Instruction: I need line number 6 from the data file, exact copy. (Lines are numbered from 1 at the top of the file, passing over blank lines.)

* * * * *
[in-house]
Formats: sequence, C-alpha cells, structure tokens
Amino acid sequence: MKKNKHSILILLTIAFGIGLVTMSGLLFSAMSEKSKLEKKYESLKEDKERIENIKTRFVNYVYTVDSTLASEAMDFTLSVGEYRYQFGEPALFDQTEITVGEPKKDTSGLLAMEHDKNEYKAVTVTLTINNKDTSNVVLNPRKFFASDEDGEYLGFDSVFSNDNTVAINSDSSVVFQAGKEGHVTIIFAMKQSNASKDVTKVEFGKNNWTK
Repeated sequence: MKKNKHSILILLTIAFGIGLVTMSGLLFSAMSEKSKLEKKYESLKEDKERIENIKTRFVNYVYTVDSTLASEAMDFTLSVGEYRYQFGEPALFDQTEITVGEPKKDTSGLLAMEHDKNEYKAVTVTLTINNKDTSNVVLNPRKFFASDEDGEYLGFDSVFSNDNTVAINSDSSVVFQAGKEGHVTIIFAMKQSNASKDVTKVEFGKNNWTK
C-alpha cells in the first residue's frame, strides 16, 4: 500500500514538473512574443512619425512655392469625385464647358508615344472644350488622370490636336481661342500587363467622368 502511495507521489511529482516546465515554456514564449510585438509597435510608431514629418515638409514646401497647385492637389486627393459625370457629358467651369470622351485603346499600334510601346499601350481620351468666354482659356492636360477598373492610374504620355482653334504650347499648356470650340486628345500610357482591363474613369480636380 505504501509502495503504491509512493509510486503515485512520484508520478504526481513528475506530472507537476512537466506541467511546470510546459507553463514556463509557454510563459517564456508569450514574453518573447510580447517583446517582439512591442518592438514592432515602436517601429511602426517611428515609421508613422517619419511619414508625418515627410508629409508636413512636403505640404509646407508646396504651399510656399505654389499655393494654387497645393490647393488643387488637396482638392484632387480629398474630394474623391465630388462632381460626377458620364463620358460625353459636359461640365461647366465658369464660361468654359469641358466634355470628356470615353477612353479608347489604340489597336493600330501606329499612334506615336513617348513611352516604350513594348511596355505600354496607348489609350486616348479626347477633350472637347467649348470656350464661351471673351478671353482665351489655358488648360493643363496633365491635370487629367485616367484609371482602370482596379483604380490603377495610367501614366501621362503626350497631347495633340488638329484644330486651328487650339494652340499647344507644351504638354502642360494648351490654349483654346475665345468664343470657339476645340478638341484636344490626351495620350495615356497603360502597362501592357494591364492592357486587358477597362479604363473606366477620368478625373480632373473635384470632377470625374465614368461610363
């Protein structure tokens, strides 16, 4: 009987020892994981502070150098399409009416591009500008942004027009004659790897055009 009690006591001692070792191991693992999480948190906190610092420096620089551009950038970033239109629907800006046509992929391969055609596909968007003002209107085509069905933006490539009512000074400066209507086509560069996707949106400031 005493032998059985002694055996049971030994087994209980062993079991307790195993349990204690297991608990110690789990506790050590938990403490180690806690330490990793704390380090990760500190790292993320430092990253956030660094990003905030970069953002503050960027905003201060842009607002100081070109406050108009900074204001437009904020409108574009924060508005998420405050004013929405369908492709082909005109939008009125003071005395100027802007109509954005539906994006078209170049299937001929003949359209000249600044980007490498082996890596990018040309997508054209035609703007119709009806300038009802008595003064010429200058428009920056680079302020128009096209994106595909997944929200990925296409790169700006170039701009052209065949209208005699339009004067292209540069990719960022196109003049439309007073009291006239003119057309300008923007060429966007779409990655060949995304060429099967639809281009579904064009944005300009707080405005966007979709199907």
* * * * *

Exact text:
């Protein structure tokens, strides 16, 4: 009987020892994981502070150098399409009416591009500008942004027009004659790897055009 009690006591001692070792191991693992999480948190906190610092420096620089551009950038970033239109629907800006046509992929391969055609596909968007003002209107085509069905933006490539009512000074400066209507086509560069996707949106400031 005493032998059985002694055996049971030994087994209980062993079991307790195993349990204690297991608990110690789990506790050590938990403490180690806690330490990793704390380090990760500190790292993320430092990253956030660094990003905030970069953002503050960027905003201060842009607002100081070109406050108009900074204001437009904020409108574009924060508005998420405050004013929405369908492709082909005109939008009125003071005395100027802007109509954005539906994006078209170049299937001929003949359209000249600044980007490498082996890596990018040309997508054209035609703007119709009806300038009802008595003064010429200058428009920056680079302020128009096209994106595909997944929200990925296409790169700006170039701009052209065949209208005699339009004067292209540069990719960022196109003049439309007073009291006239003119057309300008923007060429966007779409990655060949995304060429099967639809281009579904064009944005300009707080405005966007979709199907």